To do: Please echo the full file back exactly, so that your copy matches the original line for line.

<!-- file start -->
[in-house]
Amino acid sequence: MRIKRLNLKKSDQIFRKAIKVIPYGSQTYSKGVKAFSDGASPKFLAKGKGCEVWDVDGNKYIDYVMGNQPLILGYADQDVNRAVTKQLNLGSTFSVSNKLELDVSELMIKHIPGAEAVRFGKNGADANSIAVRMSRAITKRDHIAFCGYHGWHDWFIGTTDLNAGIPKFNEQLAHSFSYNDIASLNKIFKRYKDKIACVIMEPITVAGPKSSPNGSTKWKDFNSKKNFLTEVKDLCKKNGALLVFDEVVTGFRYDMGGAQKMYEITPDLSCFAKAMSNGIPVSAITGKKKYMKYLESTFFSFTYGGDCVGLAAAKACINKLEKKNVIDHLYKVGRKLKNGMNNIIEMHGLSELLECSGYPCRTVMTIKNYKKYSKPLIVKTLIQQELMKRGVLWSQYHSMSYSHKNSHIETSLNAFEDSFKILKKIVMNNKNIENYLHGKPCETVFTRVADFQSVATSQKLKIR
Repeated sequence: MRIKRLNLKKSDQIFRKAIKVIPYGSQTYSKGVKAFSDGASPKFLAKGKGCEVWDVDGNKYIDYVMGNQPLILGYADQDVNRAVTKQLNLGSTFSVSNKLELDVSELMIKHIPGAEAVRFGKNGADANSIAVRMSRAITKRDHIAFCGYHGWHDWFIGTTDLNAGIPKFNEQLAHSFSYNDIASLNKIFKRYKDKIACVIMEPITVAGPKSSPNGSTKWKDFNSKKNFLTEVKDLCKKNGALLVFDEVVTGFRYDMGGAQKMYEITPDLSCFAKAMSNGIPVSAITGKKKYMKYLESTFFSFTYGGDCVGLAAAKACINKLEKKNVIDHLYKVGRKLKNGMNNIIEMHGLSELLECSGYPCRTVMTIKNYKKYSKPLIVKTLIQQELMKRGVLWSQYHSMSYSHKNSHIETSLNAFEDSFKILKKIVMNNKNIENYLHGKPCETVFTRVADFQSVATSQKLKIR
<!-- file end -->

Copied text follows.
[in-house]
Amino acid sequence: MRIKRLNLKKSDQIFRKAIKVIPYGSQTYSKGVKAFSDGASPKFLAKGKGCEVWDVDGNKYIDYVMGNQPLILGYADQDVNRAVTKQLNLGSTFSVSNKLELDVSELMIKHIPGAEAVRFGKNGADANSIAVRMSRAITKRDHIAFCGYHGWHDWFIGTTDLNAGIPKFNEQLAHSFSYNDIASLNKIFKRYKDKIACVIMEPITVAGPKSSPNGSTKWKDFNSKKNFLTEVKDLCKKNGALLVFDEVVTGFRYDMGGAQKMYEITPDLSCFAKAMSNGIPVSAITGKKKYMKYLESTFFSFTYGGDCVGLAAAKACINKLEKKNVIDHLYKVGRKLKNGMNNIIEMHGLSELLECSGYPCRTVMTIKNYKKYSKPLIVKTLIQQELMKRGVLWSQYHSMSYSHKNSHIETSLNAFEDSFKILKKIVMNNKNIENYLHGKPCETVFTRVADFQSVATSQKLKIR
Repeated sequence: MRIKRLNLKKSDQIFRKAIKVIPYGSQTYSKGVKAFSDGASPKFLAKGKGCEVWDVDGNKYIDYVMGNQPLILGYADQDVNRAVTKQLNLGSTFSVSNKLELDVSELMIKHIPGAEAVRFGKNGADANSIAVRMSRAITKRDHIAFCGYHGWHDWFIGTTDLNAGIPKFNEQLAHSFSYNDIASLNKIFKRYKDKIACVIMEPITVAGPKSSPNGSTKWKDFNSKKNFLTEVKDLCKKNGALLVFDEVVTGFRYDMGGAQKMYEITPDLSCFAKAMSNGIPVSAITGKKKYMKYLESTFFSFTYGGDCVGLAAAKACINKLEKKNVIDHLYKVGRKLKNGMNNIIEMHGLSELLECSGYPCRTVMTIKNYKKYSKPLIVKTLIQQELMKRGVLWSQYHSMSYSHKNSHIETSLNAFEDSFKILKKIVMNNKNIENYLHGKPCETVFTRVADFQSVATSQKLKIR